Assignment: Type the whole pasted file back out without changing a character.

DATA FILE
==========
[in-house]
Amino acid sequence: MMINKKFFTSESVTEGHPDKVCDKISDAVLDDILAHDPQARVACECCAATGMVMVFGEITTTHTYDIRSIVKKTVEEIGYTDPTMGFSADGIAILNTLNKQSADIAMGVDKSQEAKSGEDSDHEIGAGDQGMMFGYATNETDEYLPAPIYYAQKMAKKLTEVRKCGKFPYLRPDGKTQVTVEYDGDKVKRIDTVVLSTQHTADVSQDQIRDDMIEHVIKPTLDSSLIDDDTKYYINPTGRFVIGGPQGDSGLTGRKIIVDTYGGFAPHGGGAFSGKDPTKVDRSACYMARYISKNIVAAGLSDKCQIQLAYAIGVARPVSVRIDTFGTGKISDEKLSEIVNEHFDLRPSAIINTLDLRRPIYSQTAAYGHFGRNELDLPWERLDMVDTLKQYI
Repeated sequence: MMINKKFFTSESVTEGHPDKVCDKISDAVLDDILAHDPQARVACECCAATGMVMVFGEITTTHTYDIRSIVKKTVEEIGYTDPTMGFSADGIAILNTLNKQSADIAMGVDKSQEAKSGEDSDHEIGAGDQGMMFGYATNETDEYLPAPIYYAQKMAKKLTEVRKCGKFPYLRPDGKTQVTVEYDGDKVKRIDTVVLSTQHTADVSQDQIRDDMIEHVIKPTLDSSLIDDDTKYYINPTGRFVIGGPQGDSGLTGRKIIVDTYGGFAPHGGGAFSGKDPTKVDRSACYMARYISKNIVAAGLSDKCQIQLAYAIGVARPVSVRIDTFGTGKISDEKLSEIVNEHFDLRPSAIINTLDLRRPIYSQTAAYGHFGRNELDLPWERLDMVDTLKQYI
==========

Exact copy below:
[in-house]
Amino acid sequence: MMINKKFFTSESVTEGHPDKVCDKISDAVLDDILAHDPQARVACECCAATGMVMVFGEITTTHTYDIRSIVKKTVEEIGYTDPTMGFSADGIAILNTLNKQSADIAMGVDKSQEAKSGEDSDHEIGAGDQGMMFGYATNETDEYLPAPIYYAQKMAKKLTEVRKCGKFPYLRPDGKTQVTVEYDGDKVKRIDTVVLSTQHTADVSQDQIRDDMIEHVIKPTLDSSLIDDDTKYYINPTGRFVIGGPQGDSGLTGRKIIVDTYGGFAPHGGGAFSGKDPTKVDRSACYMARYISKNIVAAGLSDKCQIQLAYAIGVARPVSVRIDTFGTGKISDEKLSEIVNEHFDLRPSAIINTLDLRRPIYSQTAAYGHFGRNELDLPWERLDMVDTLKQYI
Repeated sequence: MMINKKFFTSESVTEGHPDKVCDKISDAVLDDILAHDPQARVACECCAATGMVMVFGEITTTHTYDIRSIVKKTVEEIGYTDPTMGFSADGIAILNTLNKQSADIAMGVDKSQEAKSGEDSDHEIGAGDQGMMFGYATNETDEYLPAPIYYAQKMAKKLTEVRKCGKFPYLRPDGKTQVTVEYDGDKVKRIDTVVLSTQHTADVSQDQIRDDMIEHVIKPTLDSSLIDDDTKYYINPTGRFVIGGPQGDSGLTGRKIIVDTYGGFAPHGGGAFSGKDPTKVDRSACYMARYISKNIVAAGLSDKCQIQLAYAIGVARPVSVRIDTFGTGKISDEKLSEIVNEHFDLRPSAIINTLDLRRPIYSQTAAYGHFGRNELDLPWERLDMVDTLKQYI